United Parcel Service tests drone deliveries, eyes future price changes
UPS has tested drones before and is considering other uses for the technology, such as in inventory control and helping inspect planes and vehicles within hangars and warehouses. (Reuters)
Package delivery company United Parcel Service Inc said on Tuesday it will consider raising prices across the board in coming years to offset pressure on margins, particularly from the rising costs of delivering packages to e-commerce customers. “We… always have to be diligent about getting the right return,” particularly as costs rise, Richard Peretz, the company’s chief financial officer, said at an investor event. His comments came a day after the company tested home delivery by drone in Lithia, Florida, the first step in what it hopes will be more automated – and cheaper – deliveries in rural areas. UPS is grappling with lower margins for e-commerce, which have dented earnings. Businesses typically get more packages per stop than residences, making delivery to individual homes more expensive.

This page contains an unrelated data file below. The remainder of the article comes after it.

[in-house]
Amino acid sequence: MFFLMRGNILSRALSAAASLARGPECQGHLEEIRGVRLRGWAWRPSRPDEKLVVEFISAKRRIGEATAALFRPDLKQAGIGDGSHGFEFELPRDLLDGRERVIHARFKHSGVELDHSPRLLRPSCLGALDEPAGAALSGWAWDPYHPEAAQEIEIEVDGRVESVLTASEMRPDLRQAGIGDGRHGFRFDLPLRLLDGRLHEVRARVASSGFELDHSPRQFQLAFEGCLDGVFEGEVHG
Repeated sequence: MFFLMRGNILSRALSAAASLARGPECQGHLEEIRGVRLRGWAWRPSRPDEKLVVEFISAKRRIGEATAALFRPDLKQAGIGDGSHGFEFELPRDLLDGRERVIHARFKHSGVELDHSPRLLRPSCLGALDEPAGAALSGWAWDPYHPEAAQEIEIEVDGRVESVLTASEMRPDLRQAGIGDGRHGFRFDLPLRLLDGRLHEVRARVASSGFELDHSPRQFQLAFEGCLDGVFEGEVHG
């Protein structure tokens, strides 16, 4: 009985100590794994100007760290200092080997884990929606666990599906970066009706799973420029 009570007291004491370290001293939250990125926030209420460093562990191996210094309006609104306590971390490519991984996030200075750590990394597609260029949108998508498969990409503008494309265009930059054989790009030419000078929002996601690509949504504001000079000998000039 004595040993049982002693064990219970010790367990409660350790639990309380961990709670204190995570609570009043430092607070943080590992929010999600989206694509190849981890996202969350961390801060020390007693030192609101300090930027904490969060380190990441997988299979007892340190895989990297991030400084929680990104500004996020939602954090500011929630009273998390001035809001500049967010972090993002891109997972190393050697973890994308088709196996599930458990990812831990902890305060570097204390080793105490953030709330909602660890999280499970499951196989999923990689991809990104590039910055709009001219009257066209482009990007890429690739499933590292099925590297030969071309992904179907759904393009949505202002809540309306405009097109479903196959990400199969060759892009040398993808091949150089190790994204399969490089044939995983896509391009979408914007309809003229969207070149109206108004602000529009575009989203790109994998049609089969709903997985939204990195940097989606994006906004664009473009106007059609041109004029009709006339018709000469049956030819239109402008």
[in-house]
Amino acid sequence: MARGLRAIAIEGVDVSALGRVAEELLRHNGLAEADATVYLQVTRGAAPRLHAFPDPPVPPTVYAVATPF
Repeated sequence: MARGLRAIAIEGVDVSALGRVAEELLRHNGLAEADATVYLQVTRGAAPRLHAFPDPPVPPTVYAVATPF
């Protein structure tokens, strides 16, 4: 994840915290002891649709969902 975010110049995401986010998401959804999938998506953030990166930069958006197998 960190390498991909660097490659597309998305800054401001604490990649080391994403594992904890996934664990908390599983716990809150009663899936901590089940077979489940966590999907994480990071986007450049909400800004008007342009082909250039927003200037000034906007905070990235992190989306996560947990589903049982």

Drones could be one way to reduce those costs.
In Monday’s test, a drone launched from the roof of a UPS vehicle flew autonomously toward its destination, dropped a package and then returned to the vehicle as the driver continued on a delivery route.
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“We see this as an exploration into this new technology,” John Dodero, vice president of industrial engineering at UPS, said ahead of the test.
The company is also considering how changes in global trade, particularly with Mexico, will impact its business as U.S. President Donald Trump vows to renegotiate the North American Free Trade Agreement (NAFTA), which took effect in 1994.
The U.S.-Mexico supply chain is “critical,” said David Abney, the company’s chief executive. NAFTA “is a little bit old. It’s not reflective of 21st century agreements,” he said.
But Abney added that the company believes “global trade certainly drives jobs, and we think that southern border is very important to our customers and to the country.”
UPS has tested drones before and is considering other uses for the technology, such as in inventory control and helping inspect planes and vehicles within hangars and warehouses.
But UPS has no timeline for when drones might be put into wider use, Dodero said, partly because federal authorities are still developing regulations on how to use the technology.
The company also said it will expand U.S. pickup and delivery to six days for ground shipments and offer Saturday delivery in the largest metropolitan areas.
UPS sees revenue growth of 4 percent to 6 percent over 2018 and 2019, Peretz said, with adjusted diluted earnings per share up 5 percent to 10 percent. It is planning $1 billion to $1.8 billion in annual share repurchases over the same time.